Scene Last Night: Eli Broad, Jeff Koons Fete Glenn Ligon at Whitney Museum
“NUMBERS To dream of them denotes wealth and happiness,” reads the text on a canvas early on in Glenn Ligon’s retrospective at the Whitney Museum of American Art.
The work was among the favorites last night from a cozy first peek at the Ligon exhibition, titled “America,” which opens tomorrow. Collectors Claudia Cisneros, Eli Broad and Peter S. Kraus, chairman and chief executive of AllianceBernstein LP/USA, came to admire, as did artist Jeff Koons.
The Whitney served pan-roasted red snapper, glazed Seckel pears, and Brussels sprouts. Ligon sat with the museum’s director, Adam Weinberg.
The artist wore a pin on his lapel featuring a photograph of a nipple. The pin, by Yoko Ono, came from the party’s other Glenn, Glenn Lowry, director of the Museum of Modern Art.
After dinner, guests climbed up the stairs to the lobby, turned into a lounge with royal-blue and hot-pink spotlights and bouquets of red poppies. Broad, whose art foundation lent three pieces to the show, took a seat on a black couch with his wife. A white furry rug lay at their feet. Close at hand a two-tiered silver dessert tray displayed pink macaroons and passion-fruit marshmallows.
“It’s a great show,” Broad said in his signature cheerleader lilt, which goes well with his California tan.
The New York-style cheerleader was Brooke Garber Neidich, co-chairman of the Whitney. No tan, but a lot of sparkle, with earrings she herself designed of titanium and diamonds.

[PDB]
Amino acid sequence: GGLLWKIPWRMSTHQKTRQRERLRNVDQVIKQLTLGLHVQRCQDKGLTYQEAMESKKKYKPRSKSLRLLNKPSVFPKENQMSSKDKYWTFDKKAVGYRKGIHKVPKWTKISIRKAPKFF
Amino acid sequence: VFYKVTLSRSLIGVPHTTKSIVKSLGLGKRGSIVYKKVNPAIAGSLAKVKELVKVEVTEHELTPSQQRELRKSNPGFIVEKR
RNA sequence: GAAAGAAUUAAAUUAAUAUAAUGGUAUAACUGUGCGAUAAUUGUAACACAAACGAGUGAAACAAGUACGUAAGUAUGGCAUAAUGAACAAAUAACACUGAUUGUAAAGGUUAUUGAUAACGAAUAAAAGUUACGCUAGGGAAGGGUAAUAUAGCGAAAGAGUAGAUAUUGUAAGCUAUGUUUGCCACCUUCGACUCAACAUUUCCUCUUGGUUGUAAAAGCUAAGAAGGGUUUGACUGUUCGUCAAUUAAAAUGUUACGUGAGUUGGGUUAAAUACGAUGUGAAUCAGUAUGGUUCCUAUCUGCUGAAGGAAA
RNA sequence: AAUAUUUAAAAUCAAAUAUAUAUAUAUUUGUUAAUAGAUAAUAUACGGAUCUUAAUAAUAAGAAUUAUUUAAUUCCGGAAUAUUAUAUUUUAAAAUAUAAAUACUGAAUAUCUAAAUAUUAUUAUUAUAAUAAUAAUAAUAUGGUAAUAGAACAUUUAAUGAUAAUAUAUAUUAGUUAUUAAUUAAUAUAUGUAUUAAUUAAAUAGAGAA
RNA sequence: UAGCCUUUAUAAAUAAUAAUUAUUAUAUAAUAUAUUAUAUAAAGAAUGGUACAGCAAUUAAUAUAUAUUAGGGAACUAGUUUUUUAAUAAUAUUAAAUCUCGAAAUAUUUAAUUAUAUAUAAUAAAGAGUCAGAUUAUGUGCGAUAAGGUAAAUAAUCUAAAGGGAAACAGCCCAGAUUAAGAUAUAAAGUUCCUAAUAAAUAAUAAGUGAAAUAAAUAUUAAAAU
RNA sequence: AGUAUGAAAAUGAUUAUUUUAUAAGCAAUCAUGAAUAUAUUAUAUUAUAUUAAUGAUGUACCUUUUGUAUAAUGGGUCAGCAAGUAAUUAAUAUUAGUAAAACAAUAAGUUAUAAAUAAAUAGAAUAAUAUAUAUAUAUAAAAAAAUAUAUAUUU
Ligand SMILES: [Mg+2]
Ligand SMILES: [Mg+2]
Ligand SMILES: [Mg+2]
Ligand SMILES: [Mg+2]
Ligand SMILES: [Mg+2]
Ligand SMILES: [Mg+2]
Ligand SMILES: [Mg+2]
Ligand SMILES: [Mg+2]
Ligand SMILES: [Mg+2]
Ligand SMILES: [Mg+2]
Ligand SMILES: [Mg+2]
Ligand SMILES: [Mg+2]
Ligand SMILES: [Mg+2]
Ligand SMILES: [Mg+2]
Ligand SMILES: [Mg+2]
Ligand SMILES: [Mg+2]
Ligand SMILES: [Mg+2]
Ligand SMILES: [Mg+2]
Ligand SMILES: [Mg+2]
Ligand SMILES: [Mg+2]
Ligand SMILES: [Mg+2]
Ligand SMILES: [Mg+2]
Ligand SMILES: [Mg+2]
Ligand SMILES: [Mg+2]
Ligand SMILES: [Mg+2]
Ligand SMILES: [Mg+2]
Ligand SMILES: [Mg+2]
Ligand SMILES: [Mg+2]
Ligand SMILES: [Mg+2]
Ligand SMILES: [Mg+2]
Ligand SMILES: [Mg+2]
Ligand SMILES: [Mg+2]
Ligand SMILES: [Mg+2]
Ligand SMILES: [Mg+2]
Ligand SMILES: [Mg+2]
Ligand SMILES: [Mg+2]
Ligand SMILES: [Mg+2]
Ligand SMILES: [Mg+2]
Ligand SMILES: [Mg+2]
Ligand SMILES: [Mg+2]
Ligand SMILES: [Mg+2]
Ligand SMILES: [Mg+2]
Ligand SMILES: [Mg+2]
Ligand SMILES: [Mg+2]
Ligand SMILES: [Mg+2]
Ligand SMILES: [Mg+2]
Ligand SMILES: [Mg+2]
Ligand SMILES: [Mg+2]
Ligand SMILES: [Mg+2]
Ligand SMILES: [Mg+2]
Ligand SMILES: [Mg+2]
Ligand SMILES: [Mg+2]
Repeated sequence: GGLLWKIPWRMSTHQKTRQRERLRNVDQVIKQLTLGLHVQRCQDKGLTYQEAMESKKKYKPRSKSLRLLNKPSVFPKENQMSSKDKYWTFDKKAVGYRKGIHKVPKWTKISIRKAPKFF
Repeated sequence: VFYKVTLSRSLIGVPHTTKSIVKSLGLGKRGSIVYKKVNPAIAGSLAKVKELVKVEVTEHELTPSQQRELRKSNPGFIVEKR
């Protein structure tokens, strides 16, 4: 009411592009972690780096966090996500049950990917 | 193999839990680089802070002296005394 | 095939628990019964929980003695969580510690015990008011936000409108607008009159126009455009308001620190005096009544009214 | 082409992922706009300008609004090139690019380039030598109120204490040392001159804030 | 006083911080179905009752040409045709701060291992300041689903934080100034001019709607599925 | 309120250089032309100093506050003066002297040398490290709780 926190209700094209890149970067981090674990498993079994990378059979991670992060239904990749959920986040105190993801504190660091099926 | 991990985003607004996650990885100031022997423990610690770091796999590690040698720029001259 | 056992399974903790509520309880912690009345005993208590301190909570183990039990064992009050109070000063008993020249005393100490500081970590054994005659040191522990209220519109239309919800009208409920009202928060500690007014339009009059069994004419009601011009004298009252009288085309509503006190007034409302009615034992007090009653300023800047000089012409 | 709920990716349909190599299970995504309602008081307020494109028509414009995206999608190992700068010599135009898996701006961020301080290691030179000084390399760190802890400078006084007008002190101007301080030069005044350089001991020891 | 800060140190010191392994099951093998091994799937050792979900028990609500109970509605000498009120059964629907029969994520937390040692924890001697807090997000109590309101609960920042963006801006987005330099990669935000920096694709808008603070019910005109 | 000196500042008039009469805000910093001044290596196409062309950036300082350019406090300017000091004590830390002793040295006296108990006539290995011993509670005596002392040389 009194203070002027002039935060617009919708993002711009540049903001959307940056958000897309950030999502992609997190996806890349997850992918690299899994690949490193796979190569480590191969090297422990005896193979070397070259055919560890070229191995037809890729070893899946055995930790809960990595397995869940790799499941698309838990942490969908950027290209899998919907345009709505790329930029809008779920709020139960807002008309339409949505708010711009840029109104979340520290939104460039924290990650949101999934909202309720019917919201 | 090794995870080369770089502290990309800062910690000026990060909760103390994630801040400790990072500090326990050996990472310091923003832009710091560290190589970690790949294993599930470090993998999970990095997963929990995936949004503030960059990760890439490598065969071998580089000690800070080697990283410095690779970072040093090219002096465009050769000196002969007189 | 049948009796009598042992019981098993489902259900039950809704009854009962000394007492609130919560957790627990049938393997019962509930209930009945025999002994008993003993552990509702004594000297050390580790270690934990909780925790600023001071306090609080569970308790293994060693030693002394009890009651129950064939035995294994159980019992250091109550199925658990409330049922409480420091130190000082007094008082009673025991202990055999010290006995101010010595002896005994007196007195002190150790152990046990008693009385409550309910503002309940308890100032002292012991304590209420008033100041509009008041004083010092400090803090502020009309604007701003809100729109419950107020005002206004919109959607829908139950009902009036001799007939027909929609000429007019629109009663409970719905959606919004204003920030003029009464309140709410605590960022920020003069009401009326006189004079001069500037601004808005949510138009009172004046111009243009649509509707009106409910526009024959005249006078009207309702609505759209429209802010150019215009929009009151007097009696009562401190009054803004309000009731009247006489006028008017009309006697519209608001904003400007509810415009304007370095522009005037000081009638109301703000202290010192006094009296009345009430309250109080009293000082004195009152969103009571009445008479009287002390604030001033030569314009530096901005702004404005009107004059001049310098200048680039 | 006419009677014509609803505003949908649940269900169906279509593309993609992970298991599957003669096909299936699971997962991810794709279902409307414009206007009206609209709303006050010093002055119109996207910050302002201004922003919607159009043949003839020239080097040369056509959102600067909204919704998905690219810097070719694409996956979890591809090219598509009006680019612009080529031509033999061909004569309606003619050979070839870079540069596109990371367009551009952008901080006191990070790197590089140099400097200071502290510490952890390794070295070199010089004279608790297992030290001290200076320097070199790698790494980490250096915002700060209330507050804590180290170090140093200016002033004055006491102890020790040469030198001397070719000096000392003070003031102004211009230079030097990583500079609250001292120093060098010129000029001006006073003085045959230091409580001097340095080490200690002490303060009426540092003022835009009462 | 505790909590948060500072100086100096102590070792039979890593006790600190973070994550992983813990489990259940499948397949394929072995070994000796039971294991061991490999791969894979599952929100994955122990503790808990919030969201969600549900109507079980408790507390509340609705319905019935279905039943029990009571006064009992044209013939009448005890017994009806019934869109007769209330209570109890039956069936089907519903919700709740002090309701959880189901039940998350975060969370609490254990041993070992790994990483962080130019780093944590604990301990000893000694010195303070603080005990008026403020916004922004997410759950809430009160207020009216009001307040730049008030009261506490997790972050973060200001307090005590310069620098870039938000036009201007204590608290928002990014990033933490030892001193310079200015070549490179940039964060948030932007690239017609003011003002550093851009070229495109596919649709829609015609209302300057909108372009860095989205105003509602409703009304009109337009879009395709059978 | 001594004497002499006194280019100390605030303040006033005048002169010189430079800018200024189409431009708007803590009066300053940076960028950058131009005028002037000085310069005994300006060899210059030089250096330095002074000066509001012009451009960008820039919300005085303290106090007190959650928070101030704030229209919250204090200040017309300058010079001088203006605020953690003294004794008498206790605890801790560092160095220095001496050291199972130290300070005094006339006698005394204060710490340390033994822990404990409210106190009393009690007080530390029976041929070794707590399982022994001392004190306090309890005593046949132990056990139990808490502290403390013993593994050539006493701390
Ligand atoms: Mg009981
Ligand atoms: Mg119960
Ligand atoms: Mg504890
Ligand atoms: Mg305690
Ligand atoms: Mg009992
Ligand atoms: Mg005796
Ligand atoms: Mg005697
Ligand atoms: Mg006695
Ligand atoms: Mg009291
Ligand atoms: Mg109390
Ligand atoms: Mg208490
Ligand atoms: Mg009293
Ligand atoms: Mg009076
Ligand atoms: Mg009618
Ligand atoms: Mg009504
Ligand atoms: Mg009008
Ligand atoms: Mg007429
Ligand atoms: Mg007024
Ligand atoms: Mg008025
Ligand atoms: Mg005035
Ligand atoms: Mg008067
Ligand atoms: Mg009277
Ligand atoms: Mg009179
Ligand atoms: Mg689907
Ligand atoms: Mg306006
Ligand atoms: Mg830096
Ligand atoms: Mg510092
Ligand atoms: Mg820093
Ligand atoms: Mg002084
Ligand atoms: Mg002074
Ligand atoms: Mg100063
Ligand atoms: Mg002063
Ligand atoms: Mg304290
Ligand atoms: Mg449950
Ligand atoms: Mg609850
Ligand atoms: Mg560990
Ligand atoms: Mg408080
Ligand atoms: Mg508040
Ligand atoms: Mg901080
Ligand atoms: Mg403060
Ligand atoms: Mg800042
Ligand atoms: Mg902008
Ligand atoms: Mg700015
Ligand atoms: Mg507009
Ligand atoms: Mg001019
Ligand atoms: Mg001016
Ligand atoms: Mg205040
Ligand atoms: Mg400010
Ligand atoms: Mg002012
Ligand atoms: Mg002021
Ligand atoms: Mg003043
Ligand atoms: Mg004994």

“This is one of the most amazing nights,” Neidich said, “one of the homiest and coolest.”
Ligon’s dealer in New York, Roland Augustine, advised a guest to visit the room with the vertical paintings on doors and another that features wood crates based on the life of a slave who mailed himself to freedom. “It really is a poignant, tender portrait of a man,” Augustine said.
For Scott Rothkopf, the curator of the show, this is his first major solo at the museum. His mother was present.
“My goal is to show how incredibly beautiful Glenn’s work is,” Rothkopf said. “People are used to seeing it in a critical way. I want them to see the visceral, emotional, and formal qualities.”
Neidich nailed the art in a line: “Glenn pushes you but he doesn’t scold you,” Neidich said. “I’d like to meet his mother.”
(Amanda Gordon is a writer and photographer for Muse, the art and leisure section of Bloomberg News. Any opinions expressed are her own.)
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